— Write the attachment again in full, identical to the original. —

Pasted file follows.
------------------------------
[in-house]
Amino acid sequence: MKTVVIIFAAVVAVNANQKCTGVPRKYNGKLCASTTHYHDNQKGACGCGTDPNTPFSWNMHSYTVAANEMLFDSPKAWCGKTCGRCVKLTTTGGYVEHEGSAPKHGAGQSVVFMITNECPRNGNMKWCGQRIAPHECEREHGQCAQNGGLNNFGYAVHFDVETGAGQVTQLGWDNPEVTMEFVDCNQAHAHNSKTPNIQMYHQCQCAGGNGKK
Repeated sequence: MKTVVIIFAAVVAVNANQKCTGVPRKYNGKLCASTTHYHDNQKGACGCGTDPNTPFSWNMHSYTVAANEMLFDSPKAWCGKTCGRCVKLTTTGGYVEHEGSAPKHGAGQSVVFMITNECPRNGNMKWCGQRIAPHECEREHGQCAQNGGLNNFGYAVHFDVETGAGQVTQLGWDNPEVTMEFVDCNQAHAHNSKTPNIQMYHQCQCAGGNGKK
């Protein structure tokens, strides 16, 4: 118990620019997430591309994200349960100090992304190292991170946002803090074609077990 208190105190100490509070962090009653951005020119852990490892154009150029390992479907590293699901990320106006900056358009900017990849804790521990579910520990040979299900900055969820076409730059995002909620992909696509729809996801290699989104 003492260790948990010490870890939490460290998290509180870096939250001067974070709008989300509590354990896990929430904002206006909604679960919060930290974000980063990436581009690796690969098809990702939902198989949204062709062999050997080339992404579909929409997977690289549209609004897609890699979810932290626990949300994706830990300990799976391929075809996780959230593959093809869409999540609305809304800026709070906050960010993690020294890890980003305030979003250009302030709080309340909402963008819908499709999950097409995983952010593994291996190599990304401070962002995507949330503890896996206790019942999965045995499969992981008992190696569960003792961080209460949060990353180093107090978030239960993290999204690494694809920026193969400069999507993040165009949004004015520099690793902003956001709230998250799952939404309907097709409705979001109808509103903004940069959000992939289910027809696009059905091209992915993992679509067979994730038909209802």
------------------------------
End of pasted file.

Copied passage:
[in-house]
Amino acid sequence: MKTVVIIFAAVVAVNANQKCTGVPRKYNGKLCASTTHYHDNQKGACGCGTDPNTPFSWNMHSYTVAANEMLFDSPKAWCGKTCGRCVKLTTTGGYVEHEGSAPKHGAGQSVVFMITNECPRNGNMKWCGQRIAPHECEREHGQCAQNGGLNNFGYAVHFDVETGAGQVTQLGWDNPEVTMEFVDCNQAHAHNSKTPNIQMYHQCQCAGGNGKK
Repeated sequence: MKTVVIIFAAVVAVNANQKCTGVPRKYNGKLCASTTHYHDNQKGACGCGTDPNTPFSWNMHSYTVAANEMLFDSPKAWCGKTCGRCVKLTTTGGYVEHEGSAPKHGAGQSVVFMITNECPRNGNMKWCGQRIAPHECEREHGQCAQNGGLNNFGYAVHFDVETGAGQVTQLGWDNPEVTMEFVDCNQAHAHNSKTPNIQMYHQCQCAGGNGKK
């Protein structure tokens, strides 16, 4: 118990620019997430591309994200349960100090992304190292991170946002803090074609077990 208190105190100490509070962090009653951005020119852990490892154009150029390992479907590293699901990320106006900056358009900017990849804790521990579910520990040979299900900055969820076409730059995002909620992909696509729809996801290699989104 003492260790948990010490870890939490460290998290509180870096939250001067974070709008989300509590354990896990929430904002206006909604679960919060930290974000980063990436581009690796690969098809990702939902198989949204062709062999050997080339992404579909929409997977690289549209609004897609890699979810932290626990949300994706830990300990799976391929075809996780959230593959093809869409999540609305809304800026709070906050960010993690020294890890980003305030979003250009302030709080309340909402963008819908499709999950097409995983952010593994291996190599990304401070962002995507949330503890896996206790019942999965045995499969992981008992190696569960003792961080209460949060990353180093107090978030239960993290999204690494694809920026193969400069999507993040165009949004004015520099690793902003956001709230998250799952939404309907097709409705979001109808509103903004940069959000992939289910027809696009059905091209992915993992679509067979994730038909209802």